April 8, 2012 § Leave a comment
I wonder if you, like me, follow Canadian politics and, especially, the fortunes of The Liberal Party of Canada?
If you don’t then you probably won’t be aware that recent years has sadly seen a decline in its fortunes.
For most of the last Century, the Canadian Liberals were that country’s Government.
However, the past few years have not been kind for them and in Canada’s last General Election, held in May last year, it returned just 34 seats in the House of Commons…losing, for the first time, it’s place as being either the Government or the Official Opposition.
Rather reminiscently of the situation here, The Liberals are now Canada’s third party.
They are currently led by Interim Leader Bob Rae MP, following the resignation of previous head honcho Michael Ignatieff after the disastrous election result.
There’s lots of talk that when the contest for the next Leader takes place (which, for some reason I’m yet to quite understand, won’t be until next year), the torch will pass a generation to 40-year old Justin Trudeau MP.
Mr Trudeau is the son of legendery former Liberal Leader and Canadian Prime Minister, the late Pierre Trudeau, (who was PM from 1968 to 1979.)
Being the son of a former Prime Minister already gives him a spotlight, but Mr Trudeau also has good looks and relative youth to go with his strong political lineage.
Indeed, he recently showed off his physical prowess and youthful male virility in a charity boxing match.
He took on and beat Conservative Senator Patrick Brazeau.
This rather puts Tony Blair’s beating aged European leaders when cycling at an international summit a few years ago in the shade!
If he does become his Party’s next leader I’m sure Mr Trudeau will realise that as his Party no longer has the Parliamentary strength it once did, it must find new, innovative ways to reach out to the electorate.
It must literally punch above its weight.
It’s something we Lib Dems here in Britain have been doing for many long years and, especially, since entering into Government.
With 57 MP’s we are clearly dwarfed, in terms of Parliamentary numbers, by Labour and the Conservatives.
But, we Lib Dems are nothing if not fighters, both in community politics at a local level and at Westminster.
We’ve managed to get in the occasional powerful jab…whether it be raising the lower end tax rate or re-linking pensions to earnings…but we need to be very aware that one of our larger rivals may be ready to knock us out with a killer punch.
One such shot across our bows could well be the proposed changes in terms of how Government and related agencies can snoop on our electronic communications.
We must resist such illiberal moves at all costs.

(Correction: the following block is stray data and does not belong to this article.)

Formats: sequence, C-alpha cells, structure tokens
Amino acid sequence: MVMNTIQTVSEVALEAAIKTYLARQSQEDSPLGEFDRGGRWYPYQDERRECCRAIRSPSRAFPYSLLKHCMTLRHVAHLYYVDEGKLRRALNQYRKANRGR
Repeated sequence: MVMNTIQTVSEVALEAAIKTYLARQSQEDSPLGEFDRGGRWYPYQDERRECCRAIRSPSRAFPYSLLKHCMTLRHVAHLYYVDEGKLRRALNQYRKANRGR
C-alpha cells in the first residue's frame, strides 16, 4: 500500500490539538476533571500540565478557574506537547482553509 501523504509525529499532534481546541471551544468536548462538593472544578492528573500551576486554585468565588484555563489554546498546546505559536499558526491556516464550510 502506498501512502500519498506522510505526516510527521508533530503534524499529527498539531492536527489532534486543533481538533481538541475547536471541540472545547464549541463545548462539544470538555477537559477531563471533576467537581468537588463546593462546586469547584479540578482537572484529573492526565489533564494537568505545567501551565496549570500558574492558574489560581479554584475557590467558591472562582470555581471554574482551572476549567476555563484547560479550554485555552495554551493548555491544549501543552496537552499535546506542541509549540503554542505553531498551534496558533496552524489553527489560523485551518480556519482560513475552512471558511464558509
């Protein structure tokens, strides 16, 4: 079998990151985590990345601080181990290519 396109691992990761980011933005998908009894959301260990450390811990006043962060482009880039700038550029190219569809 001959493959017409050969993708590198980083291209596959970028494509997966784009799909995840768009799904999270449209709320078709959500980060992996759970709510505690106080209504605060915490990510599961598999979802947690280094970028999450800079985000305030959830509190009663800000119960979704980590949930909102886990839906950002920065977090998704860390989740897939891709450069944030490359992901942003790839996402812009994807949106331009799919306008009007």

For if we don’t, we’ll not only become a less liberal and free country…as a Party we’ll lose our Unique Selling Point.
And that, I suggest, could really leave us face down on the mat.
Facing the ten count.
March 17, 2012 § 1 Comment
The following is a link to my latest blog post for ‘Left Central.’
It sets out why, this week, I’ve joined ‘Liberal Left,’ a left-wing caucus within the Liberal Democrats.
March 11, 2012 § 1 Comment
This weekend I’ve been at Liberal Democrats’ Federal Spring Party Conference, in Gateshead, Newcastle.
As many (if not all) of you will be aware, the main issue for most members surrounded the Coalition Govt’s Health and Social Care Bill…trying to get my Party to withdraw its support for it was certainly top of my priorities.
What follows is the speech I’d hoped to give if the anti-NHS Bill motion had been debated (which, sadly, as we all now know, it wasn’t) and had I been called to speak (your comments on it are welcome, remain polite though please):
“CONFERENCE, I’m proud to be a Liberal Democrat-proud to be a member of a Party that remains ‘political,’ that is adult enough to accept and even welcome the fact that we won’t always agree with each other on everything.
Indeed as both Liberals and Democrats it’d be odd if we did.
So, I acknowledge that not everyone will agree with me when I say:
This is a bad Bill.
Bad for us as a Party, yes, but much more importantly than that bad for the NHS and, therefore, bad for our nation.
Let me be clear, I welcome Liberal Democrats in Government.
I’m proud that it’s Lib Dems who’ve taken the lowest paid out of paying income tax altogether-with more to come.
That it’s Lib Dems who’ve re-linked pensions to earnings.
And that it’s Lib Dems who’ve ensured help for children from underprivileged backgrounds via the Pupil Premium.
I welcome these measures and many more besides.
But, we can’t let these undoubted achievements-and our love our Party-blind us to the fact that we are also doing some things that make many of us deeply, deeply uncomfortable.
From parts of the Welfare Reform Bill to the Free Schools and Academies agenda.
And, at the top of the list, the Health and Social Care Bill.
I love the NHS.
It is one of our greatest national institutions.
I’ve used it all my life and so have my parents and so did my late Grandparents.
Indeed, I’ll never forget the kindness with which an NHS Community Hospital cared for my late Grandmother, Bessy Hulbert, in her final days.
She was ninety years of age and extremely frail.
The very dedicated NHS staff, the doctors and nurses and others, looked after her with care and affection.
Though, by that time, her life couldn’t be saved, she had care and dignity in her final days.
That was the NHS at its best; free-at-the-point-of-use, the best care being provided, yes, by a State-run service, where what’s important is the care you receive, not your ability to pay.
As Dr Evan Harris has pointed out-even with the relatively minor concessions that we’ve managed to ring out of the Tories, The Bill ‘fails to provide the required safeguards against existing NHS services being destabilised by competition.’
As he also makes clear, ‘The remaining problems are significant. (From) the failure to hold in check the drive towards the privatisation of commissioning to making the Bill worse-after the so-called ‘listening exercise’-by requiring GP’s to promote both choice-and thus competition-and ‘innovation,’ above the deep-seated problems of unfair access to healthcare and gross disparities in health outcomes.’